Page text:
EPA Administrator Touts ‘Game-Changer’ Safety Measures In Norfolk Southern Settlement

The settlement reached between Norfolk Southern and the Biden administration following the disastrous train derailment in East Palestine Ohio last year includes “game-changer” safety upgrades that could have prevented the accident according to Environmental Protection Agency (EPA) Administrator Michael Regan. The agreement announced Thursday is estimated to be worth $310 million and requires the railway company to invest an additional $200 million in rail safety improvements.

“Considering its large market share we expect that these required provisions will advance safer practices across the railroad industry for many years to come” Regan said. “Today’s agreement clearly demonstrates that these safety practices are both reasonable and achievable by the broader industry.”

The settlement includes $235 million for cleanup costs a $15 million Clean Water Act penalty the largest allowed under the law and funds for community health programs groundwater and surface water monitoring and private drinking water monitoring. Norfolk Southern does not admit liability but CEO Alan Shaw expressed pleasure at reaching a timely resolution.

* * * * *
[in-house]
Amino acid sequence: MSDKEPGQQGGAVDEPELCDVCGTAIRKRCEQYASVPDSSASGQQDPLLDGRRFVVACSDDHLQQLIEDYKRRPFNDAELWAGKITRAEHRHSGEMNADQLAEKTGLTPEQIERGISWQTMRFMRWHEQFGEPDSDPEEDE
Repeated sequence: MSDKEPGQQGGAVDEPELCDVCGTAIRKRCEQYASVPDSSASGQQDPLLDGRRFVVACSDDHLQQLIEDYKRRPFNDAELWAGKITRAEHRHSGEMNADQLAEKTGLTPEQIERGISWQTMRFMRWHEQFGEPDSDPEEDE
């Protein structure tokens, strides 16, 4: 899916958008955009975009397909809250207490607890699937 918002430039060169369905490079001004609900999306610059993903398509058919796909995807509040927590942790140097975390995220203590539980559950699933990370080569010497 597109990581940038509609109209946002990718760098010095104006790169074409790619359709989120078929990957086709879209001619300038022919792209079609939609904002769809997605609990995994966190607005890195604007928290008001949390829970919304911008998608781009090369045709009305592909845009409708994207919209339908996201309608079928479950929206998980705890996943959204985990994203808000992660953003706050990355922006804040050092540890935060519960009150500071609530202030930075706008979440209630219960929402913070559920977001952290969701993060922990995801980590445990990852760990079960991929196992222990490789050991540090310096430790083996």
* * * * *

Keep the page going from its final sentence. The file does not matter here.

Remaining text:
The company estimates it will spend over $1 billion in total to address the contamination caused by the derailment which involved the release of chemicals such as vinyl chloride used in plastic production. Residents of East Palestine have reported respiratory issues headaches and other health concerns in the aftermath of the incident.

The settlement will undergo a 30-day public comment period before requiring judicial approval. Senators from Ohio are continuing to push for legislative changes to rail safety but a bipartisan bill has stalled in the Senate. The National Transportation Safety Board is expected to release a report on the derailment in the coming weeks.

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